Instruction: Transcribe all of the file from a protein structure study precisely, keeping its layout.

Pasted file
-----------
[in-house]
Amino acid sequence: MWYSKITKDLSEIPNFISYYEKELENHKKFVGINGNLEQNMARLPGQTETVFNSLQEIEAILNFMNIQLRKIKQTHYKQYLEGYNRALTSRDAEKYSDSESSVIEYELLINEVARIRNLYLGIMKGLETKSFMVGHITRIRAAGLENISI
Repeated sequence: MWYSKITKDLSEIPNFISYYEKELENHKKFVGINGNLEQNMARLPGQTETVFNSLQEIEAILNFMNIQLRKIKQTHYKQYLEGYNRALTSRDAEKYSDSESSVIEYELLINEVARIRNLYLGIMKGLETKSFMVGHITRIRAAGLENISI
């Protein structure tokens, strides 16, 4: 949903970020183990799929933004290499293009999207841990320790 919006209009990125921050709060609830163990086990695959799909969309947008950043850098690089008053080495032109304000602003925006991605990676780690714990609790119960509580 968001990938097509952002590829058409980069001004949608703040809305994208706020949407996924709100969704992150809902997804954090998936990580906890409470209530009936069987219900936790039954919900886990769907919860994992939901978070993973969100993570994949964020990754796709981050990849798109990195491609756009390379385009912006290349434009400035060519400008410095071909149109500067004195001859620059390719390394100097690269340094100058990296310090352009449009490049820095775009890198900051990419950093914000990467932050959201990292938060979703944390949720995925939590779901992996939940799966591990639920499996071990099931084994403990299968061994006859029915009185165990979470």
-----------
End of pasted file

[in-house]
Amino acid sequence: MWYSKITKDLSEIPNFISYYEKELENHKKFVGINGNLEQNMARLPGQTETVFNSLQEIEAILNFMNIQLRKIKQTHYKQYLEGYNRALTSRDAEKYSDSESSVIEYELLINEVARIRNLYLGIMKGLETKSFMVGHITRIRAAGLENISI
Repeated sequence: MWYSKITKDLSEIPNFISYYEKELENHKKFVGINGNLEQNMARLPGQTETVFNSLQEIEAILNFMNIQLRKIKQTHYKQYLEGYNRALTSRDAEKYSDSESSVIEYELLINEVARIRNLYLGIMKGLETKSFMVGHITRIRAAGLENISI
């Protein structure tokens, strides 16, 4: 949903970020183990799929933004290499293009999207841990320790 919006209009990125921050709060609830163990086990695959799909969309947008950043850098690089008053080495032109304000602003925006991605990676780690714990609790119960509580 968001990938097509952002590829058409980069001004949608703040809305994208706020949407996924709100969704992150809902997804954090998936990580906890409470209530009936069987219900936790039954919900886990769907919860994992939901978070993973969100993570994949964020990754796709981050990849798109990195491609756009390379385009912006290349434009400035060519400008410095071909149109500067004195001859620059390719390394100097690269340094100058990296310090352009449009490049820095775009890198900051990419950093914000990467932050959201990292938060979703944390949720995925939590779901992996939940799966591990639920499996071990099931084994403990299968061994006859029915009185165990979470």